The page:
Nathan Stubbs

LITE takes budget hit, lays off five

by Nathan Stubbs

The Louisiana Immersive Technologies Enterprise laid off five employees yesterday, drastic measures taken as a result of stringent budget cuts coming down from the state. LITE CEO Henry Florsheim says the LITE board was informed by UL Lafayette last week that its state revenues were being cut by 10 percent, or just over $300,000 annually. Just under 75 percent of LITE's revenue comes from the state, via UL.

It appears LITE is the latest victim of deep higher ed budget cuts coming down from the state. UL is currently grappling with a mid-year $4.61 million budget reduction, the third round of cuts since January 2009, totaling a decrease of 17.48 percent or $16.45 million.

"It was absolutely harsher than we expected," says Florsheim, who acknowledges that LITE knew a cut was possible. "We hoped that we wouldn't have a cut forced on us," he adds, "because of all the progress we've made and the projects that we've been involved with in the last year and the companies we've recruited to Lafayette. But the university's stance is that they're protecting their core services."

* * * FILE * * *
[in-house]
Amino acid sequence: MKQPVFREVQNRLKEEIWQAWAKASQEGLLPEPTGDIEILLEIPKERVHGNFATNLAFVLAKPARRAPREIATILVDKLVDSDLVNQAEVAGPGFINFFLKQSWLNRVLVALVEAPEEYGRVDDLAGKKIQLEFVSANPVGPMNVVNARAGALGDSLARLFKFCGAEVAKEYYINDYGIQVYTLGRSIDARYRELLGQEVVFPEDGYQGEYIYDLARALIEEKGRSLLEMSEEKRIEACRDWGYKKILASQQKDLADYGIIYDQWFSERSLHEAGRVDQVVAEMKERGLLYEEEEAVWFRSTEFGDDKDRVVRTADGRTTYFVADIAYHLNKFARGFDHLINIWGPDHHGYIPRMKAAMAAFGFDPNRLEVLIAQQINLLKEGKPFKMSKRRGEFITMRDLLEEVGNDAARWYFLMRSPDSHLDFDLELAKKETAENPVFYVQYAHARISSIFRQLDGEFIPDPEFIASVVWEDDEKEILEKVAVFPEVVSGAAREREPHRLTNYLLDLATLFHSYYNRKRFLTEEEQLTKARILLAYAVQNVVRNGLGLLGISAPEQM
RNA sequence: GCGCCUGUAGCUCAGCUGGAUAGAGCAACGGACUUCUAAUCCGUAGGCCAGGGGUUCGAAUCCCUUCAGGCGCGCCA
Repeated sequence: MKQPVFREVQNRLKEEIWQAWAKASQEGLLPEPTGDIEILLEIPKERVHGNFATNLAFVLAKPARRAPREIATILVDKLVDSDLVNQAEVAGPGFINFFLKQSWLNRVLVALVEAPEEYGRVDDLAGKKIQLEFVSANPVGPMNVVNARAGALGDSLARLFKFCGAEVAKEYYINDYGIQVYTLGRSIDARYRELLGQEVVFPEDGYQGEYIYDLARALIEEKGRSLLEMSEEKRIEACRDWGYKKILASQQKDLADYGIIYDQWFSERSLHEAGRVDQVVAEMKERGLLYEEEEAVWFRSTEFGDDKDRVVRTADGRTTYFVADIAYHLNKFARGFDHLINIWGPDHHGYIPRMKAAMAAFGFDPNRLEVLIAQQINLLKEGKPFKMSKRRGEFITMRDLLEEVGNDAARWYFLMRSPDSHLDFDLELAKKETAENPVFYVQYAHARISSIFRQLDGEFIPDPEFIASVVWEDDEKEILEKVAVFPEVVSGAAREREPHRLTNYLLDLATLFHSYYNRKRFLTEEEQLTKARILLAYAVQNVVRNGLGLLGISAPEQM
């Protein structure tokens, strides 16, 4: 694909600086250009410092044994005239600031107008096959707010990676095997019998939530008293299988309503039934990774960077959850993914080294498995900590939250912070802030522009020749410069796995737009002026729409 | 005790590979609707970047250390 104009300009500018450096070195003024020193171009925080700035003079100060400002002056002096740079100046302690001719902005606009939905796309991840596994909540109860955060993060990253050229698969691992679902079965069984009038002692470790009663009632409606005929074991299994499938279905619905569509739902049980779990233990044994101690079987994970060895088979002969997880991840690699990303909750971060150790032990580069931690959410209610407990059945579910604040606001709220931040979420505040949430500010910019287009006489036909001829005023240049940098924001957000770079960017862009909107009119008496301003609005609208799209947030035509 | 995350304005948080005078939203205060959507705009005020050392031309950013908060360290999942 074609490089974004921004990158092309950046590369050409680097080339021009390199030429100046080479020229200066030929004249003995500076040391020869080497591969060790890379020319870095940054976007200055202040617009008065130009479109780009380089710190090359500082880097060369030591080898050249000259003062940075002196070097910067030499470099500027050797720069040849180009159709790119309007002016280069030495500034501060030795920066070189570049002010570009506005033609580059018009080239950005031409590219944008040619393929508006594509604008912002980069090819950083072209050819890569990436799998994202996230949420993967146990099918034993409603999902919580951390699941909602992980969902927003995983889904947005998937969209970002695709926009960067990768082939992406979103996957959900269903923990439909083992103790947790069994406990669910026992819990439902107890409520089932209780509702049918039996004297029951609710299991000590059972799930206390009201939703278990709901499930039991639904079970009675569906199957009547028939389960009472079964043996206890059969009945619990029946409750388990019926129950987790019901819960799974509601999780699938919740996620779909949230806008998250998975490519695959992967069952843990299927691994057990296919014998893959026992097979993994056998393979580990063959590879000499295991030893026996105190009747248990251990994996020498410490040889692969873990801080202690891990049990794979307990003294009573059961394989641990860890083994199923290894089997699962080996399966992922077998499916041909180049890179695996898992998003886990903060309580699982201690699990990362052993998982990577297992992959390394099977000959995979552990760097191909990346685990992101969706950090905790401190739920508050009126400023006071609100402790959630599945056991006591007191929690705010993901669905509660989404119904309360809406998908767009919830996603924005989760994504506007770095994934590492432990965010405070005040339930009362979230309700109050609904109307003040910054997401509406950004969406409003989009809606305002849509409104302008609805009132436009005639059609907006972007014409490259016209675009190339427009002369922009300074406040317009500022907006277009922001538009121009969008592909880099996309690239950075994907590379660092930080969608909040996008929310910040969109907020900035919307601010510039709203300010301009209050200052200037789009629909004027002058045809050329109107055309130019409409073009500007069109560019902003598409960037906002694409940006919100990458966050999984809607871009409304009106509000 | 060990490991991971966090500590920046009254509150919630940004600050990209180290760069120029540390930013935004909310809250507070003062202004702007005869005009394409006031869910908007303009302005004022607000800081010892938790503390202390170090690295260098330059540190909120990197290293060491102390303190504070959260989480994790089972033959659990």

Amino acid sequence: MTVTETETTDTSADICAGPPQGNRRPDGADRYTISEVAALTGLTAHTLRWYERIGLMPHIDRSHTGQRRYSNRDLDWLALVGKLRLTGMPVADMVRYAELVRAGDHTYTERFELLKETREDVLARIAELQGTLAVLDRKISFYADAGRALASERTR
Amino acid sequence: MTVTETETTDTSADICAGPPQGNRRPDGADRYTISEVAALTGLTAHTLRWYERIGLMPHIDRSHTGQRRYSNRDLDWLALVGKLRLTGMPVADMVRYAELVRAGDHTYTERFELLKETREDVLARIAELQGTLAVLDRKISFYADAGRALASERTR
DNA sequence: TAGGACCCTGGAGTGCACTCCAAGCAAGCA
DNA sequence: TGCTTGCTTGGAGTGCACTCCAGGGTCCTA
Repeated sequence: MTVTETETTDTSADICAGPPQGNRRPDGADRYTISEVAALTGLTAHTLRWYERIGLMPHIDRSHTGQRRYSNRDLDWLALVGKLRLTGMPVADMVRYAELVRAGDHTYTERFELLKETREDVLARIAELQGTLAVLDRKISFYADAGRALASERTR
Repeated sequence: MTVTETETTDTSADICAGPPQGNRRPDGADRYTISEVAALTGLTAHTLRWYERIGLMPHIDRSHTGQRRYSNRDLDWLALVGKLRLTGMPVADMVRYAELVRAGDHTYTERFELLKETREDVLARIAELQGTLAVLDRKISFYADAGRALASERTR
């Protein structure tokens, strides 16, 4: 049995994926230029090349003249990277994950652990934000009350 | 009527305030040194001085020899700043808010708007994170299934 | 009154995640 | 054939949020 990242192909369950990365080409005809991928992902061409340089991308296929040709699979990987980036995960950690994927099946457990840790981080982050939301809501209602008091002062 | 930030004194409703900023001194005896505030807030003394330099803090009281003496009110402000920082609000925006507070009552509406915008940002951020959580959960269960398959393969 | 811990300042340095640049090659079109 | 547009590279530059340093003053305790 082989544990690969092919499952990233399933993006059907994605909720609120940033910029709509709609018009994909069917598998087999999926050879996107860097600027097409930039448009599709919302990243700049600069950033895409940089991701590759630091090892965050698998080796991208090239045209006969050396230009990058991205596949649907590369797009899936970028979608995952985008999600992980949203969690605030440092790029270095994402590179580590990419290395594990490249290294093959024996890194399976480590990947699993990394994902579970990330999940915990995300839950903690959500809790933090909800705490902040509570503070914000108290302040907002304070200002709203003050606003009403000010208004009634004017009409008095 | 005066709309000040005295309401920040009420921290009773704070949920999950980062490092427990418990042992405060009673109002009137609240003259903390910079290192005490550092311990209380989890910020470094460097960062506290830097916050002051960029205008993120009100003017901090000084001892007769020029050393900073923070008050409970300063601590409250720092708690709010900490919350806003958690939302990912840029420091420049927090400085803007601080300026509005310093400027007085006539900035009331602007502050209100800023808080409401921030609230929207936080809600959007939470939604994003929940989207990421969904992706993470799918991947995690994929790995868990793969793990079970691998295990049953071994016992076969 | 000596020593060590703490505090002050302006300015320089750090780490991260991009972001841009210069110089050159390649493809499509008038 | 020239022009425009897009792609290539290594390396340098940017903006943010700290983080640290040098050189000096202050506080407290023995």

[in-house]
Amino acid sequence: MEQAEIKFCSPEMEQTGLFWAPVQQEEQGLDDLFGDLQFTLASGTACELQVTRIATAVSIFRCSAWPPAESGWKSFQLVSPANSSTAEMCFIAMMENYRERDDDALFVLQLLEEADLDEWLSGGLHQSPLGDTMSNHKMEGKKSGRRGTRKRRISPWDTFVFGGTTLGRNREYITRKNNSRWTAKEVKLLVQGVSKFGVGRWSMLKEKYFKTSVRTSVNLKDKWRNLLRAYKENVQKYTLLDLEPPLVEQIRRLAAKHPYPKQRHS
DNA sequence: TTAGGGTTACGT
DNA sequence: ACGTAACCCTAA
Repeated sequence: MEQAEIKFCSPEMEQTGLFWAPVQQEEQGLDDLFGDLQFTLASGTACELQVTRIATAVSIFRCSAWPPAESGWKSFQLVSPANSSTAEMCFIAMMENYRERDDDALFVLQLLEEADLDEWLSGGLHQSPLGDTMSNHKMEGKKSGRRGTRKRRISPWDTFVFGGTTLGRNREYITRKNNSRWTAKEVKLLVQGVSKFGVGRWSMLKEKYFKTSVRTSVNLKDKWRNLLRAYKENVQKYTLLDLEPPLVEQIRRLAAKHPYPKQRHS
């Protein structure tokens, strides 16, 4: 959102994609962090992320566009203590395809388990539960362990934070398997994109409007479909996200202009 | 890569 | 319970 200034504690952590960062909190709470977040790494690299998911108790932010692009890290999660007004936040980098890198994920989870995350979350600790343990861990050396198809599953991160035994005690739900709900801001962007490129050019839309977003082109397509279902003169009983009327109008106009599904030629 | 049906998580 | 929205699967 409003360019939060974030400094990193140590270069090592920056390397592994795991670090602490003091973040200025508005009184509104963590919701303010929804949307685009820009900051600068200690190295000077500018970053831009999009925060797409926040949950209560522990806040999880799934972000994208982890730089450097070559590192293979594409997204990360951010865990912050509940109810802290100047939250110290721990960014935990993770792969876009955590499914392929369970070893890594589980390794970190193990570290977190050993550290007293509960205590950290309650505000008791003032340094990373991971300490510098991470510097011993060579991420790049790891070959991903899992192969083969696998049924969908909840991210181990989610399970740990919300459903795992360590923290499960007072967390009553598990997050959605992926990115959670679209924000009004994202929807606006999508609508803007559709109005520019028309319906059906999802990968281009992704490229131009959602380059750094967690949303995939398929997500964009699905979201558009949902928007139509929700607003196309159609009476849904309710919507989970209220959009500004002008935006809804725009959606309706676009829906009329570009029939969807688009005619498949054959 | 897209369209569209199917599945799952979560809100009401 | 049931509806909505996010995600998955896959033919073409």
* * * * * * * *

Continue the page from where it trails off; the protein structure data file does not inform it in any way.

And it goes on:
Florsheim says the layoffs included artists and business development and events staff at LITE. In addition, he says the center has cut its expense budget for travel, business development and building maintenance. The budget cuts also mean lights-out for the flashing light show that has been a staple of the glass egg outside the building each night. "If I'm having to lay off employees, we're not going to be doing that," Florsheim says. For now, he says the grim budget realities mean LITE will have to redouble its efforts to restore funding through the private sector.

"At this point, nobody knows what's going to happen with the state budget next year," Florsheim notes. "So our job is to develop as many projects as we can that generate revenue for LITE and to continue to work with companies like Pixel Magic that can add economic impact to the state so we can justify the state putting money back into LITE."